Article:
What is the programme and its aims
The NHS Diabetes Prevention Programme (NHS DPP) is delivering at scale provision of evidence based lifestyle change programmes based on proven UK and international models focused on lowering weight, increasing physical activity and improving diet in those individuals who are identified at high risk of developing Type 2 diabetes.
The NHS DPP is delivering a systematic approach to reducing the risk of individuals developing diabetes. However, it is equally important that the outcomes for those with diabetes are improved and unjustified variation is reduced. The importance of improving outcomes for individuals with diabetes is reflected in the inclusion in the CCG Improvement and Assessment Framework (CCG IAF) of indicators covering:
- Diabetes patients that have achieved all the NICE recommended treatment targets: Three (HbA1c (blood sugar), cholesterol and blood pressure) for adults and one (HbA1c) for children
- People with diabetes diagnosed less than a year who attend a structured education course
These have been selected because they are recognised evidence-based measures of whether patients with diabetes are being supported to successfully manage their condition.
Why is the programme required
There are an estimated 3.85 million people in England with diabetes of which 2.91 million have been diagnosed. We estimate that a further four million people in England are at high risk of Type 2 diabetes, and by 2035 there will be 4.94 million people in England with the disease. Diabetes accounts for £10 billion of NHS spend in the UK every year, with 80% on managing complications. The health and financial burden of this disease are high and this will continue to grow unless we do more to prevent it.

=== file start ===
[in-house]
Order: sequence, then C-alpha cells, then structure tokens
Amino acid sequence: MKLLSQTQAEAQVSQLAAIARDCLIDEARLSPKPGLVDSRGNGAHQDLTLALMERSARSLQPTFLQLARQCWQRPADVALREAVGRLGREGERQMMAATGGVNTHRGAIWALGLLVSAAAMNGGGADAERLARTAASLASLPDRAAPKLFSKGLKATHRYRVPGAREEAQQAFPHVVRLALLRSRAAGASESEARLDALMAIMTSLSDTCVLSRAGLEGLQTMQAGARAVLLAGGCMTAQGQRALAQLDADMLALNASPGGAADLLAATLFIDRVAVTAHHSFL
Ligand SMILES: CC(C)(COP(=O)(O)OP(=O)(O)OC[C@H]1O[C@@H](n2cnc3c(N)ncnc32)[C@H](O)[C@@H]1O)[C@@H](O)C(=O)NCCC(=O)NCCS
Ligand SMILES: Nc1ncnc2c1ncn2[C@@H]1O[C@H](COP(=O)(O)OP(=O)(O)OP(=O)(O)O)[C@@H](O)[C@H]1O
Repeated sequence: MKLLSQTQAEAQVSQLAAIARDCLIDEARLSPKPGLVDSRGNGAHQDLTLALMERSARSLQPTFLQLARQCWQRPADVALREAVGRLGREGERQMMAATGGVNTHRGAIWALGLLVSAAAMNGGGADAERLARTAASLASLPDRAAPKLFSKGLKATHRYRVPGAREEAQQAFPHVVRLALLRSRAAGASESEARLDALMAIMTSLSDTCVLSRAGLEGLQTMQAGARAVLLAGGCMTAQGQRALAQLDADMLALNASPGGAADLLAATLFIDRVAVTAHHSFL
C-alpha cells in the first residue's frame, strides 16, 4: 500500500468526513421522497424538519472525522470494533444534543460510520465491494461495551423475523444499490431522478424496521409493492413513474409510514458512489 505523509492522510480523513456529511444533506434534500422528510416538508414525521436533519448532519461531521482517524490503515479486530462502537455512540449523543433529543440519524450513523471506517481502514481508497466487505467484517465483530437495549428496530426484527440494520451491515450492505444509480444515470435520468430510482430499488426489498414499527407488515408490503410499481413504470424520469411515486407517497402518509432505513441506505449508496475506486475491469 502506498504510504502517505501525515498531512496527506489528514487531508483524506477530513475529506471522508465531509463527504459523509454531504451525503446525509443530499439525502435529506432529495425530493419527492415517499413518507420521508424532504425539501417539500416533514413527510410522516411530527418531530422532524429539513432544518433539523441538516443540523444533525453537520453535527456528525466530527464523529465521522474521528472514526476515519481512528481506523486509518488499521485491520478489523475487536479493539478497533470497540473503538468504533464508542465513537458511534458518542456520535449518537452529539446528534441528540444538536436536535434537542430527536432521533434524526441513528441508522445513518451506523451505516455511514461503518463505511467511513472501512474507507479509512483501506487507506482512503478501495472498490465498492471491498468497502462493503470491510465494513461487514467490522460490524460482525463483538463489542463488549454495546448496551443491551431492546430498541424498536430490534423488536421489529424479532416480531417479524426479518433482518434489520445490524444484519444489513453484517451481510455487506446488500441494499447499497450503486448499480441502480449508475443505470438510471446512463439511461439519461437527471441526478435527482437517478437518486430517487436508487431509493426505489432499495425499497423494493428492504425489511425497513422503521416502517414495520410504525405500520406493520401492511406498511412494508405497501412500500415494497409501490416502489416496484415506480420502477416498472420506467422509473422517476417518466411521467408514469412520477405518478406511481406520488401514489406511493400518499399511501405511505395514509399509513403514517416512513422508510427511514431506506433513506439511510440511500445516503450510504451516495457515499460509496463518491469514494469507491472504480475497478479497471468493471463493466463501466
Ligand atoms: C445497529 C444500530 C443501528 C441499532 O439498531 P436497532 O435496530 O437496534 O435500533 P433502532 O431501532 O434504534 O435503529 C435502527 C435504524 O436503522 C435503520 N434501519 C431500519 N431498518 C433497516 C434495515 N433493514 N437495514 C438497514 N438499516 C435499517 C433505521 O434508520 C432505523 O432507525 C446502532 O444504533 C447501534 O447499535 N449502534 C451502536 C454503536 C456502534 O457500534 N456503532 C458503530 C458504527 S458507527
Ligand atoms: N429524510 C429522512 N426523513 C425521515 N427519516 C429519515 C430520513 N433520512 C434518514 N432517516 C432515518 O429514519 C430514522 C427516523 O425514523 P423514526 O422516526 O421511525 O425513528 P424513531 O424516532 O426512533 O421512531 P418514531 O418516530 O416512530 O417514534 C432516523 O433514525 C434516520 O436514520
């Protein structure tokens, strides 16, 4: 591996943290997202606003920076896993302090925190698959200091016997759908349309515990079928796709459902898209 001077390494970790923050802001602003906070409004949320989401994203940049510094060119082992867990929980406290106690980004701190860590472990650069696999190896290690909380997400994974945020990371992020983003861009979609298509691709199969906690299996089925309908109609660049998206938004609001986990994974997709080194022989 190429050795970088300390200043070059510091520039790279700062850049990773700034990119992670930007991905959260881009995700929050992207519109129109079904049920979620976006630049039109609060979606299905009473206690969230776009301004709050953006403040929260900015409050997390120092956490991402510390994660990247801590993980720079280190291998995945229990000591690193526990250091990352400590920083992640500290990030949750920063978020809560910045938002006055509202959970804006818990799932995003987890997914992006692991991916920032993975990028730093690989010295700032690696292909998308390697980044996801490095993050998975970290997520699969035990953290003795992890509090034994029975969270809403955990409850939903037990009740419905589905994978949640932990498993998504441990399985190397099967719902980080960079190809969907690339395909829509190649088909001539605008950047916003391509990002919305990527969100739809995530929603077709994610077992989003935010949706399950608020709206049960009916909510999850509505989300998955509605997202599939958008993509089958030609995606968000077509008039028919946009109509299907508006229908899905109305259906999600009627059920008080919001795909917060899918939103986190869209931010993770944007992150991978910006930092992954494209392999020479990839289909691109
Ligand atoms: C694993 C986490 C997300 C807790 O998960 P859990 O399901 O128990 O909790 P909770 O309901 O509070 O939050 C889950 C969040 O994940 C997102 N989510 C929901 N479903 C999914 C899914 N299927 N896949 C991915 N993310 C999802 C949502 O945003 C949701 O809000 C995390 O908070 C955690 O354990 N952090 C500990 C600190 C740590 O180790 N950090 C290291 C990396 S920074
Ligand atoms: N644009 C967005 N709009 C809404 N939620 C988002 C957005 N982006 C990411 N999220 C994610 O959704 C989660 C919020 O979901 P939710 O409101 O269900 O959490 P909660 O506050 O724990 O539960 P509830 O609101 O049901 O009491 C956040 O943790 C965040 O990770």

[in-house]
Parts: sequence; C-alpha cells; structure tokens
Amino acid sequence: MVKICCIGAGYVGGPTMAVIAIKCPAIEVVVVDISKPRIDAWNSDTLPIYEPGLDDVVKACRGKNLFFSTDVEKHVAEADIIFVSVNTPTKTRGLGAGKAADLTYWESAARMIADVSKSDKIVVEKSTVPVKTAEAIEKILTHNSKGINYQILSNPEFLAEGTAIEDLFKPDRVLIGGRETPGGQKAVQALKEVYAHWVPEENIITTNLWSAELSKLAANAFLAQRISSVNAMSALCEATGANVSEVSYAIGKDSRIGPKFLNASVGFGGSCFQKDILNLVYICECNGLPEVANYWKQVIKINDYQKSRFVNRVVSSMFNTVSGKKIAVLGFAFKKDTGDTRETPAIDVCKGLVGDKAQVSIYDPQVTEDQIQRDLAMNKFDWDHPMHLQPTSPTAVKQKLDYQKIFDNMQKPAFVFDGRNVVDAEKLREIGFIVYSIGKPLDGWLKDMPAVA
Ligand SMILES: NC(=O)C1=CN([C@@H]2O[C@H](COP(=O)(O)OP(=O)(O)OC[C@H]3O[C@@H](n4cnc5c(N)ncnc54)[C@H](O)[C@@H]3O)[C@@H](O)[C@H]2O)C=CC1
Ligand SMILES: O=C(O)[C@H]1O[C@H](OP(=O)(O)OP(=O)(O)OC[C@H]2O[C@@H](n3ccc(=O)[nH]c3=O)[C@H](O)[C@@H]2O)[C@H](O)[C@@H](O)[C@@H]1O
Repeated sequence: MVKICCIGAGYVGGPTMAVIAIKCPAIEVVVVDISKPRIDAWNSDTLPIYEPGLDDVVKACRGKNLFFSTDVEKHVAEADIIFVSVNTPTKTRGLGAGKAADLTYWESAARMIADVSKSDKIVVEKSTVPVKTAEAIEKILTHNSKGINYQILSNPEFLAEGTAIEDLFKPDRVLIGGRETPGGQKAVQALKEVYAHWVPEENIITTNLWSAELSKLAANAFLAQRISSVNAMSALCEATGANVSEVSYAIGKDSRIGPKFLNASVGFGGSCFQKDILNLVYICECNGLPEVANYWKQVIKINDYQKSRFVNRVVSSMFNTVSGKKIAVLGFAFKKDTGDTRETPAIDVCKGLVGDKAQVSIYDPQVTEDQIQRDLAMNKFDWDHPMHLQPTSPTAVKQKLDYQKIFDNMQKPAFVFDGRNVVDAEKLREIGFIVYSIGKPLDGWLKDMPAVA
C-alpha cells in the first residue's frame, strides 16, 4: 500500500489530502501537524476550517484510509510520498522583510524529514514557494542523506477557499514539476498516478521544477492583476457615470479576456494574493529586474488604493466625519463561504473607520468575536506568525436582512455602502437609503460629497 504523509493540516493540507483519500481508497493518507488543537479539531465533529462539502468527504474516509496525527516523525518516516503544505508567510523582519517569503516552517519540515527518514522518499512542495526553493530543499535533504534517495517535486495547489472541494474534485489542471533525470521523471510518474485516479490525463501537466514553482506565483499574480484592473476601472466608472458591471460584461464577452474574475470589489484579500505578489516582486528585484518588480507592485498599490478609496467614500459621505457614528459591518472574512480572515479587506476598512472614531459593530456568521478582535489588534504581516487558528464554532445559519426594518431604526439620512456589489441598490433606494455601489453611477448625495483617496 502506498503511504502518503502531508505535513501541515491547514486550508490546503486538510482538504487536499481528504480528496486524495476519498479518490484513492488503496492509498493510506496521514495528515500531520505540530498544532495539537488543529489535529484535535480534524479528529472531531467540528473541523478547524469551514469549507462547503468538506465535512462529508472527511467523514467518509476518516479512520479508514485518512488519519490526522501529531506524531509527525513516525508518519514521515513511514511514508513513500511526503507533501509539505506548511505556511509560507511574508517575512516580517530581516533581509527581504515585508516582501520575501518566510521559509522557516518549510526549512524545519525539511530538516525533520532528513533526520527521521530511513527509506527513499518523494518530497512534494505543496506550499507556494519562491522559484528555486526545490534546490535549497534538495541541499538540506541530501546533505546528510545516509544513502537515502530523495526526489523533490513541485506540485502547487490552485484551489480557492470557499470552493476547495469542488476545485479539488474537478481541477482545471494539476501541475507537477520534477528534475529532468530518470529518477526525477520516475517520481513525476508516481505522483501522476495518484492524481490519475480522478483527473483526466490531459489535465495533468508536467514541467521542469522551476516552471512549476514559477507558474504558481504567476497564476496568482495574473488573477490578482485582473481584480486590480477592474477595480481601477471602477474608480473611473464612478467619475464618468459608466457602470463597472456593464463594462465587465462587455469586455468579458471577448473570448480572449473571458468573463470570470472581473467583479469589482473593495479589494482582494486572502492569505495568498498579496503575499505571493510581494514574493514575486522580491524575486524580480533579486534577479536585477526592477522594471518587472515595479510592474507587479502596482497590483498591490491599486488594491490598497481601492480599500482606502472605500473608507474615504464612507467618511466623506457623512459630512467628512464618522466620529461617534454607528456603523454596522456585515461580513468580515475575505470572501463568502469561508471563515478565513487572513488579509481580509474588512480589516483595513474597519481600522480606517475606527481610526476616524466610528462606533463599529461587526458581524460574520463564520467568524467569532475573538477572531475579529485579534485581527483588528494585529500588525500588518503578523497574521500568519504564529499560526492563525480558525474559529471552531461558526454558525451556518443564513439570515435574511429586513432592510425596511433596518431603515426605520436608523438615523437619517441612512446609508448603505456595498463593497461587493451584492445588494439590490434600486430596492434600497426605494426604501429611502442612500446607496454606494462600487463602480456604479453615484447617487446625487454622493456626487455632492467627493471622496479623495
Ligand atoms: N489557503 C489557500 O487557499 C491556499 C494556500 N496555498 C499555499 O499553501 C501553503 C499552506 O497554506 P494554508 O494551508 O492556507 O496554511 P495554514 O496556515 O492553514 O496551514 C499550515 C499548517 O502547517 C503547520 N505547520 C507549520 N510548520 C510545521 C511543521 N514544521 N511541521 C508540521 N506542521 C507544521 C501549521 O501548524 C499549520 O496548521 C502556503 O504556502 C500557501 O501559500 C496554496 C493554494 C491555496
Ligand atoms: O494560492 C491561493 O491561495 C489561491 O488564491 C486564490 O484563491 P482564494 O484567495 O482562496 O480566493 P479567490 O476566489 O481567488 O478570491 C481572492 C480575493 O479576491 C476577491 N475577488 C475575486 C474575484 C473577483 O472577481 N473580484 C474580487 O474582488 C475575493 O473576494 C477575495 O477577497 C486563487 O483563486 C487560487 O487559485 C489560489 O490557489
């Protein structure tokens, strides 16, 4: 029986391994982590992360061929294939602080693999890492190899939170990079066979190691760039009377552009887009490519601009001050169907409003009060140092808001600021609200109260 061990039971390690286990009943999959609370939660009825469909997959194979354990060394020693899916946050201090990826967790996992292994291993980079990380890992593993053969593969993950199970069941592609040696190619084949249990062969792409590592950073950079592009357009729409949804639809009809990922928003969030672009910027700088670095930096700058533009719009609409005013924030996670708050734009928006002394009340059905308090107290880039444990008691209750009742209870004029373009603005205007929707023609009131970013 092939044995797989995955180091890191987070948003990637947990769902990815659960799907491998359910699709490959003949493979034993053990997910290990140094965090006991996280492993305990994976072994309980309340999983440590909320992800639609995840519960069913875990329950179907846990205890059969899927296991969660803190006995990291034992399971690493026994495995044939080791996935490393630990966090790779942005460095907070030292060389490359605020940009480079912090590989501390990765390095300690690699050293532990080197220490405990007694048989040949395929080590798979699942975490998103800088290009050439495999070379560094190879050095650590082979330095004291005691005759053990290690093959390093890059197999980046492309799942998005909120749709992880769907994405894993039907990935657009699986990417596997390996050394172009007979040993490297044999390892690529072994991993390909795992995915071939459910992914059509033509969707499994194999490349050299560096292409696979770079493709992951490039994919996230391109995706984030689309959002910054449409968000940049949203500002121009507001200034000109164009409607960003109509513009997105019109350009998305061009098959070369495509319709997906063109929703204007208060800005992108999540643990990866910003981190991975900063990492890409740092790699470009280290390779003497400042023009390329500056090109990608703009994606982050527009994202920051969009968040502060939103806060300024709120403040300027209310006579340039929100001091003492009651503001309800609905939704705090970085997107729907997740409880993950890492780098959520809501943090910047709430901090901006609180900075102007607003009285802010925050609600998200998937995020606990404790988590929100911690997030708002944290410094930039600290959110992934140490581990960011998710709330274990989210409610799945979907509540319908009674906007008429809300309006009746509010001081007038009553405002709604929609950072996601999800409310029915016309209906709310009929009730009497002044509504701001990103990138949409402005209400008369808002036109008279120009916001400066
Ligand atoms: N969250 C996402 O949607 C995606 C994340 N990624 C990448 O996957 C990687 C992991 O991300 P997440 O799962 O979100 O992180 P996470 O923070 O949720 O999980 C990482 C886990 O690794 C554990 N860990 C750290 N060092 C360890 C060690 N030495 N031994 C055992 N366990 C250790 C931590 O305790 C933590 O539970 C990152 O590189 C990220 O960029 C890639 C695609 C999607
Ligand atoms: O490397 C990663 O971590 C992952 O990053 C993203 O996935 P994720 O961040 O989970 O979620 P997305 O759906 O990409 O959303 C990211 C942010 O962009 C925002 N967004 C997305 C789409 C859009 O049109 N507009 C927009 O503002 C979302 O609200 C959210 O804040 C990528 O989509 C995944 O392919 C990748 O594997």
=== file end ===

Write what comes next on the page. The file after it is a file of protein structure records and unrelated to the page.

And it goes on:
The prevalence of diabetes has increased by 22.5% in East Midlands between 2011-12 and 2016-17. The long term aim is to reduce the incidence of Type 2 Diabetes within England.
90% of people with diabetes have Type 2 and we know that the majority of these cases could be prevented or delayed. Randomised control trials have shown 30-60 per cent reductions in incidence of Type 2 diabetes over three years in adults at high risk who received intensive lifestyle change interventions (compared to control groups).
Who are the partners
- Clinical commissioning groups
- Local authorities
- Public Health England East Midlands
- Diabetes UK
How are we making a difference
Our network led implementation as a first wave NDPP site from April 2016 for Nottinghamshire, Leicestershire and Northamptonshire. Up to end of January 2018, we made 13,627 referrals to NHS DPP and are on course to over deliver against the March 2018 referral target for East Midlands Partnership.From June 2018, the programme will be sustainability and transformation partnerships (STP) led and the East Midlands Diabetes with Vascular Diseases Clinical Network has supported all East Midlands STPs in developing proposals for transition to STP delivery.